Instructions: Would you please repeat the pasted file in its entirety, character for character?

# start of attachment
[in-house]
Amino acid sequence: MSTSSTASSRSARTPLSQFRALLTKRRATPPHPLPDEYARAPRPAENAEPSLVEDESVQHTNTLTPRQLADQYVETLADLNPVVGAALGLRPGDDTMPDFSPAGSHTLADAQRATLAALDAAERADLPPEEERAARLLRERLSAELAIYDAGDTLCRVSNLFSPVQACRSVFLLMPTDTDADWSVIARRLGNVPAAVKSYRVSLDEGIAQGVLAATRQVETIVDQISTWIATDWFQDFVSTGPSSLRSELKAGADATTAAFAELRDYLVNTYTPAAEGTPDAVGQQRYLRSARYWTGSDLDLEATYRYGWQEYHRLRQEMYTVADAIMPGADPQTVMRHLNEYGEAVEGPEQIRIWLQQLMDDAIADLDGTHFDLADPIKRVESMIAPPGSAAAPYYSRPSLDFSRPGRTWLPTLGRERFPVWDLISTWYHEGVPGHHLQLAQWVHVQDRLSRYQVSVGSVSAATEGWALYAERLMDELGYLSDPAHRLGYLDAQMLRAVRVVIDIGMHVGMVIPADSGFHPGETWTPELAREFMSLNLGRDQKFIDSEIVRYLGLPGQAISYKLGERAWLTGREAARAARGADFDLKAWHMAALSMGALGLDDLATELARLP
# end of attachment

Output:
[in-house]
Amino acid sequence: MSTSSTASSRSARTPLSQFRALLTKRRATPPHPLPDEYARAPRPAENAEPSLVEDESVQHTNTLTPRQLADQYVETLADLNPVVGAALGLRPGDDTMPDFSPAGSHTLADAQRATLAALDAAERADLPPEEERAARLLRERLSAELAIYDAGDTLCRVSNLFSPVQACRSVFLLMPTDTDADWSVIARRLGNVPAAVKSYRVSLDEGIAQGVLAATRQVETIVDQISTWIATDWFQDFVSTGPSSLRSELKAGADATTAAFAELRDYLVNTYTPAAEGTPDAVGQQRYLRSARYWTGSDLDLEATYRYGWQEYHRLRQEMYTVADAIMPGADPQTVMRHLNEYGEAVEGPEQIRIWLQQLMDDAIADLDGTHFDLADPIKRVESMIAPPGSAAAPYYSRPSLDFSRPGRTWLPTLGRERFPVWDLISTWYHEGVPGHHLQLAQWVHVQDRLSRYQVSVGSVSAATEGWALYAERLMDELGYLSDPAHRLGYLDAQMLRAVRVVIDIGMHVGMVIPADSGFHPGETWTPELAREFMSLNLGRDQKFIDSEIVRYLGLPGQAISYKLGERAWLTGREAARAARGADFDLKAWHMAALSMGALGLDDLATELARLP